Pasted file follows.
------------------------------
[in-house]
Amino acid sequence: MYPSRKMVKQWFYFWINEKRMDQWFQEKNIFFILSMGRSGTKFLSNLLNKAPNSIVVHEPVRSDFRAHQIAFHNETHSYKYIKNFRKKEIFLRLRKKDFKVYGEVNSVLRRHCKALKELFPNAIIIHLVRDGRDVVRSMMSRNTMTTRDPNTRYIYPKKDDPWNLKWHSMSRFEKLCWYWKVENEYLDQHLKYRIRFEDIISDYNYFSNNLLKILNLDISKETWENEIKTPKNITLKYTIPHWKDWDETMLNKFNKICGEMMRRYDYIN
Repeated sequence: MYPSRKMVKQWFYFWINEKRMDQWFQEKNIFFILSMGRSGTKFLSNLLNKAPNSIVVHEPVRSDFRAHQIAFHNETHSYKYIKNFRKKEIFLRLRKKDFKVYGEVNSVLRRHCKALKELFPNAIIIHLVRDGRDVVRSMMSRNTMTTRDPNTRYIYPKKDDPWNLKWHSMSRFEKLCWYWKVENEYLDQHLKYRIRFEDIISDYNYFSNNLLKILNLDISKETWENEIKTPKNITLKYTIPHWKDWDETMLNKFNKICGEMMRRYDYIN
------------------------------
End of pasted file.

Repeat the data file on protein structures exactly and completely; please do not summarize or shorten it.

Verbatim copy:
[in-house]
Amino acid sequence: MYPSRKMVKQWFYFWINEKRMDQWFQEKNIFFILSMGRSGTKFLSNLLNKAPNSIVVHEPVRSDFRAHQIAFHNETHSYKYIKNFRKKEIFLRLRKKDFKVYGEVNSVLRRHCKALKELFPNAIIIHLVRDGRDVVRSMMSRNTMTTRDPNTRYIYPKKDDPWNLKWHSMSRFEKLCWYWKVENEYLDQHLKYRIRFEDIISDYNYFSNNLLKILNLDISKETWENEIKTPKNITLKYTIPHWKDWDETMLNKFNKICGEMMRRYDYIN
Repeated sequence: MYPSRKMVKQWFYFWINEKRMDQWFQEKNIFFILSMGRSGTKFLSNLLNKAPNSIVVHEPVRSDFRAHQIAFHNETHSYKYIKNFRKKEIFLRLRKKDFKVYGEVNSVLRRHCKALKELFPNAIIIHLVRDGRDVVRSMMSRNTMTTRDPNTRYIYPKKDDPWNLKWHSMSRFEKLCWYWKVENEYLDQHLKYRIRFEDIISDYNYFSNNLLKILNLDISKETWENEIKTPKNITLKYTIPHWKDWDETMLNKFNKICGEMMRRYDYIN